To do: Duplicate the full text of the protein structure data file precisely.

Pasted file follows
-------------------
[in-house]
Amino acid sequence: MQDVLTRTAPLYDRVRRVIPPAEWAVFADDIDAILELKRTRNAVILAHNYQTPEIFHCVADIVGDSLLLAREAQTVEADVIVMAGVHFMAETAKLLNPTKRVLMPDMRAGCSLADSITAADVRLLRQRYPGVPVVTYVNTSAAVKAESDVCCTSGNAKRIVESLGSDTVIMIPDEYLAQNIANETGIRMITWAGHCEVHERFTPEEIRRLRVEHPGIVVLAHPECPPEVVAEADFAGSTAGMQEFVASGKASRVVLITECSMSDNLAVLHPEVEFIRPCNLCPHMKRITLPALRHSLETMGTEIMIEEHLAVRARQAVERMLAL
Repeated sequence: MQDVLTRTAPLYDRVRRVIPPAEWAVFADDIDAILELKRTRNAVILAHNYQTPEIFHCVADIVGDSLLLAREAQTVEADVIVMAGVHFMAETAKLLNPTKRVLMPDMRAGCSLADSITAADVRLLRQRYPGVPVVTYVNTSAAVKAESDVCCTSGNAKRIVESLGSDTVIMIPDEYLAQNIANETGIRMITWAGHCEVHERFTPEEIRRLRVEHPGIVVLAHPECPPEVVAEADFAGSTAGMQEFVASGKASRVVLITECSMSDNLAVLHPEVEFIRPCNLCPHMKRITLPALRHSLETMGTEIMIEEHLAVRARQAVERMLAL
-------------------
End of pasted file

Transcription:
[in-house]
Amino acid sequence: MQDVLTRTAPLYDRVRRVIPPAEWAVFADDIDAILELKRTRNAVILAHNYQTPEIFHCVADIVGDSLLLAREAQTVEADVIVMAGVHFMAETAKLLNPTKRVLMPDMRAGCSLADSITAADVRLLRQRYPGVPVVTYVNTSAAVKAESDVCCTSGNAKRIVESLGSDTVIMIPDEYLAQNIANETGIRMITWAGHCEVHERFTPEEIRRLRVEHPGIVVLAHPECPPEVVAEADFAGSTAGMQEFVASGKASRVVLITECSMSDNLAVLHPEVEFIRPCNLCPHMKRITLPALRHSLETMGTEIMIEEHLAVRARQAVERMLAL
Repeated sequence: MQDVLTRTAPLYDRVRRVIPPAEWAVFADDIDAILELKRTRNAVILAHNYQTPEIFHCVADIVGDSLLLAREAQTVEADVIVMAGVHFMAETAKLLNPTKRVLMPDMRAGCSLADSITAADVRLLRQRYPGVPVVTYVNTSAAVKAESDVCCTSGNAKRIVESLGSDTVIMIPDEYLAQNIANETGIRMITWAGHCEVHERFTPEEIRRLRVEHPGIVVLAHPECPPEVVAEADFAGSTAGMQEFVASGKASRVVLITECSMSDNLAVLHPEVEFIRPCNLCPHMKRITLPALRHSLETMGTEIMIEEHLAVRARQAVERMLAL